Monday, August 2, 2021

Rowan Williams*

Rowan Williams is a Welsh poet who served as Archbishop of Canterbury from 2002 to 2012. Prior to this appointment he was Bishop of Monmouth and Archbishop of Wales. His earlier career was that of an academic at both Oxford and Cambridge, and subsequently he has served (until last September) as Master of Magdalene College, Cambridge.

His most-recent poetry collection is The Other Mountain (2014, Carcanet). His earlier books ― After Silent Centuries (1994) and Remembering Jerusalem (2001) ― were brought together in The Poems of Rowan Williams (2002) which also includes some newer poems. His New and Collected Poems will appear from Carcanet in November.


The Lord is Always Liminal

A book falling open, the sliced wood
peels apart, jolting for a moment
over the clenched swollen muscle:
so that, as the leaves fall flat
side by side, what we read is the two
ragged eyes each side of a mirror,
where the wrinkles stream off sideways,
trail down the cheeks, awash with tears,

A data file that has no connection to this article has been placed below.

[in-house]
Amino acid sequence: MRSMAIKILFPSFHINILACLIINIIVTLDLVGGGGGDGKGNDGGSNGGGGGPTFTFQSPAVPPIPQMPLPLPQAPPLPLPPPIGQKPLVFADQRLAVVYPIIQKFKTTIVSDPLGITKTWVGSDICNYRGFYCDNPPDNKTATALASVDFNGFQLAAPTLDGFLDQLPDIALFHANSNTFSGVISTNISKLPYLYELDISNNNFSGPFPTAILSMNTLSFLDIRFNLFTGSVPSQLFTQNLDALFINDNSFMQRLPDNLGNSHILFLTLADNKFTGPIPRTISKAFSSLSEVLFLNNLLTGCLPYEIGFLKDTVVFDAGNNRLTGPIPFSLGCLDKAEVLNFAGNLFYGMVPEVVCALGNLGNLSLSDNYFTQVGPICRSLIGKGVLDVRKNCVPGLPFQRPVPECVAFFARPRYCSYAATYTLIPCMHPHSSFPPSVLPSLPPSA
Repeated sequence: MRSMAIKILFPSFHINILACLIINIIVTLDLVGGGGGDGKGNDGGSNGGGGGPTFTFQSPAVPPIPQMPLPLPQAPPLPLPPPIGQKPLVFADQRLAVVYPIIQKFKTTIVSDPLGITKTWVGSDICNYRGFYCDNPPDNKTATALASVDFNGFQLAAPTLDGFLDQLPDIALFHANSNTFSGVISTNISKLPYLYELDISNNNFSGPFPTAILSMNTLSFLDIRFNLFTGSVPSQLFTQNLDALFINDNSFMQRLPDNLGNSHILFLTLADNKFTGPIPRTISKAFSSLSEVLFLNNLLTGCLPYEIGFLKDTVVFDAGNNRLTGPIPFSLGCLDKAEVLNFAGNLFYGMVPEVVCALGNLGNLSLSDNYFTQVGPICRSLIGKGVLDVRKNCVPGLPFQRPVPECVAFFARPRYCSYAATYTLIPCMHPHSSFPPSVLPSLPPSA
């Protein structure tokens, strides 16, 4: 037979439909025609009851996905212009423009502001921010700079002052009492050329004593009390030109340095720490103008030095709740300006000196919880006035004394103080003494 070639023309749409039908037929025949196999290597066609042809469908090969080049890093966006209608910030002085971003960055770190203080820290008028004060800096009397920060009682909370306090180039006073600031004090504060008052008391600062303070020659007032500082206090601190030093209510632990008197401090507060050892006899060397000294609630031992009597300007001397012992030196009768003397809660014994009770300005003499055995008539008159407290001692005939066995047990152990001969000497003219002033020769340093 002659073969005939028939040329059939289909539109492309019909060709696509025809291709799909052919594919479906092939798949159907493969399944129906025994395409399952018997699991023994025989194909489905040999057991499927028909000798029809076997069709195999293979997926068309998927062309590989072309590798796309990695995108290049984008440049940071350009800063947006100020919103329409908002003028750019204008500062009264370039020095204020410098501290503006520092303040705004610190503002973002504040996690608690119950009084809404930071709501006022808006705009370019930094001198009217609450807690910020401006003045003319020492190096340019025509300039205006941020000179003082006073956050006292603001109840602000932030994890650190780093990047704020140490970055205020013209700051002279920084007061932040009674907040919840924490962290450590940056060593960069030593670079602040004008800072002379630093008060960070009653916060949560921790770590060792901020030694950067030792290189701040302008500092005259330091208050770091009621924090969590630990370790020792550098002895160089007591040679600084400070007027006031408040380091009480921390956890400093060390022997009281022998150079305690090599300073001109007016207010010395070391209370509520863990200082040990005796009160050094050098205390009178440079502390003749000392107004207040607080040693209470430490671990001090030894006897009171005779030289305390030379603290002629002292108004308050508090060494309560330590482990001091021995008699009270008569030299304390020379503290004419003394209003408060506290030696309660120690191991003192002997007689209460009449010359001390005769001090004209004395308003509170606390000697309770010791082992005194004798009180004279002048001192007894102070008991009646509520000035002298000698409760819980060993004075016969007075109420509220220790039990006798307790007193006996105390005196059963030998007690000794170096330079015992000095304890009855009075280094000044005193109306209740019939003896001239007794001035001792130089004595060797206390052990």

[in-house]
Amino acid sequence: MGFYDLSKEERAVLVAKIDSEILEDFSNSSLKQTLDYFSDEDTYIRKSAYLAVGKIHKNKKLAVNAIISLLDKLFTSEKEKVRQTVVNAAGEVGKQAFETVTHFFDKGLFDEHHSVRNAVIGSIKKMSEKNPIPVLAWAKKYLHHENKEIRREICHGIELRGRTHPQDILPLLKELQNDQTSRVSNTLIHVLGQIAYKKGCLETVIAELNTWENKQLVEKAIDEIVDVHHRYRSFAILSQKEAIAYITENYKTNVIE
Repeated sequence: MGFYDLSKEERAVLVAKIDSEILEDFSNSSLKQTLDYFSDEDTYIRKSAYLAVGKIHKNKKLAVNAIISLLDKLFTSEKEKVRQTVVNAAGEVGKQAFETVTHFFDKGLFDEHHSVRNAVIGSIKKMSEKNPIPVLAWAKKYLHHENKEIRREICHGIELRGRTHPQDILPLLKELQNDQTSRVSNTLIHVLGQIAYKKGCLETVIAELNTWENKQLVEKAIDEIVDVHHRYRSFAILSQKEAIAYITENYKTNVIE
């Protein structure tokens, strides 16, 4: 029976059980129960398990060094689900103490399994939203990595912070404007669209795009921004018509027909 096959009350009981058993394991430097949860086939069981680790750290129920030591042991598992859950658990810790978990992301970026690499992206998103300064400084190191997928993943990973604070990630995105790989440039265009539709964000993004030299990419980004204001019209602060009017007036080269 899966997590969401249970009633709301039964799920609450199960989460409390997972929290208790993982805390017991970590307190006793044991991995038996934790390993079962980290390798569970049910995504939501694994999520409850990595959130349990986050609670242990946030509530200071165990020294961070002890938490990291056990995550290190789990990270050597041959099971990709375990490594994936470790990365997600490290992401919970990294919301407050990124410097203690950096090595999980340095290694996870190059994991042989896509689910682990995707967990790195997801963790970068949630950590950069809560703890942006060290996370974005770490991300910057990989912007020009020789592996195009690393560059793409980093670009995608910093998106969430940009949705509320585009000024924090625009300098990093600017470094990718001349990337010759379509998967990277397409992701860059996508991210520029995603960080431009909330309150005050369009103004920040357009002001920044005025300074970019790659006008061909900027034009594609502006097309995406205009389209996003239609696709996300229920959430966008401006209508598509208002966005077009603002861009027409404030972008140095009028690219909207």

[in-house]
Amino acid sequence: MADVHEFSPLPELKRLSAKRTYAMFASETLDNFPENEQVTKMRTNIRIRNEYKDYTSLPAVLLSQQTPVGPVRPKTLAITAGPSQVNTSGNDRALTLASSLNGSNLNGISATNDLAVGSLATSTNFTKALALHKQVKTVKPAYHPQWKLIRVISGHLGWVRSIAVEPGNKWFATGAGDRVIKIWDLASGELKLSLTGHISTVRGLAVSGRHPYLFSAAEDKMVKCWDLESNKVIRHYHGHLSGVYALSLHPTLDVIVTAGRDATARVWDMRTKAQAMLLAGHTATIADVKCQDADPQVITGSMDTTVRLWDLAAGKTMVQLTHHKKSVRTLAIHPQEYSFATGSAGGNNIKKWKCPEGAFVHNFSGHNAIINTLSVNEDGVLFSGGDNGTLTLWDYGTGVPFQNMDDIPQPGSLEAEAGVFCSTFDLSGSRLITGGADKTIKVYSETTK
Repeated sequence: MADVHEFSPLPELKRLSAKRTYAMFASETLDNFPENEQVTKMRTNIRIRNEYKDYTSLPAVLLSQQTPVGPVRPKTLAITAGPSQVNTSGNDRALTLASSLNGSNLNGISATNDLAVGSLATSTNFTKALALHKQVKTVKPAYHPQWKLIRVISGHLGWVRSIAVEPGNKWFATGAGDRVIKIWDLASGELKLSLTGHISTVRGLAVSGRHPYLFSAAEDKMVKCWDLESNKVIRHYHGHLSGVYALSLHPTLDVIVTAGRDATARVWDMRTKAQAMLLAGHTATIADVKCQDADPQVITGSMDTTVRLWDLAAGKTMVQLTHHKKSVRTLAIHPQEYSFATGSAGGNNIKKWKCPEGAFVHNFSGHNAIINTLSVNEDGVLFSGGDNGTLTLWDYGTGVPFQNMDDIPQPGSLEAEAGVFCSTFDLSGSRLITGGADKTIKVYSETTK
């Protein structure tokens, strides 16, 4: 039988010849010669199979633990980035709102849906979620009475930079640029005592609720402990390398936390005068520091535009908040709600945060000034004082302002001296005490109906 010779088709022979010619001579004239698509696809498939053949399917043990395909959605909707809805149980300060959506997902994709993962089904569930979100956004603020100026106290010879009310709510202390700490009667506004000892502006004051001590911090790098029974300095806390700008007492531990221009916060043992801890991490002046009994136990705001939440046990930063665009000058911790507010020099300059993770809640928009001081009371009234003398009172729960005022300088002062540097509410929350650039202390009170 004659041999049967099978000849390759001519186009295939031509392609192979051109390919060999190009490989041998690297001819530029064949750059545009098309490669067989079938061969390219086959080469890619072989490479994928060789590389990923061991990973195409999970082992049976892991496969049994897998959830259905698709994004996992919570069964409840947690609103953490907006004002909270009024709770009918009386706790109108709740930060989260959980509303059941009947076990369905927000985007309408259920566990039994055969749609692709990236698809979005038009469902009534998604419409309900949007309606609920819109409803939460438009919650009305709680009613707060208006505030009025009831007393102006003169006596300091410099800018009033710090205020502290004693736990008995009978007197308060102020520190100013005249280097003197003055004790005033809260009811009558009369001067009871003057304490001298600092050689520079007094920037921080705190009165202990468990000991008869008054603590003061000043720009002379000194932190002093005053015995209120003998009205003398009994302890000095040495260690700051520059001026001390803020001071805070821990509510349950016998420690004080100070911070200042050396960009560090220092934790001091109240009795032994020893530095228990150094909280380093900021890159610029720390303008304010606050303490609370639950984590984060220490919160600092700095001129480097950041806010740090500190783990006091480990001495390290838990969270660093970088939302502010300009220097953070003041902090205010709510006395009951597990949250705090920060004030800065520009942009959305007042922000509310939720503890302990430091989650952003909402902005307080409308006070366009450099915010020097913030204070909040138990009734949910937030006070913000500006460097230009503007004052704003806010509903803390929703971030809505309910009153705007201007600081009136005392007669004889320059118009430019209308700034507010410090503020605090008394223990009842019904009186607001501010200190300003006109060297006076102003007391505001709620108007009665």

mucus, mascara. Split the wood
and I am there, says the unfamiliar
Lord, there where the book opens
with the leaves nailed to the wall
and the silent knot resolved by surgery
into a mask gaping and staring, reading
and being read. Split the wood; jolt
loose the cramp, the tumour, let the makeup run,
the sap drain, the door swing in the draught.

Posted with permission of the poet.

*This is the second Kingdom Poets post about Rowan Williams: first post.

Entry written by D.S. Martin. He is the author of five poetry collections including Angelicus (2021, Cascade) ― a book of poems written from the point-of-view of angels. His books are available through Amazon, and Wipf & Stock.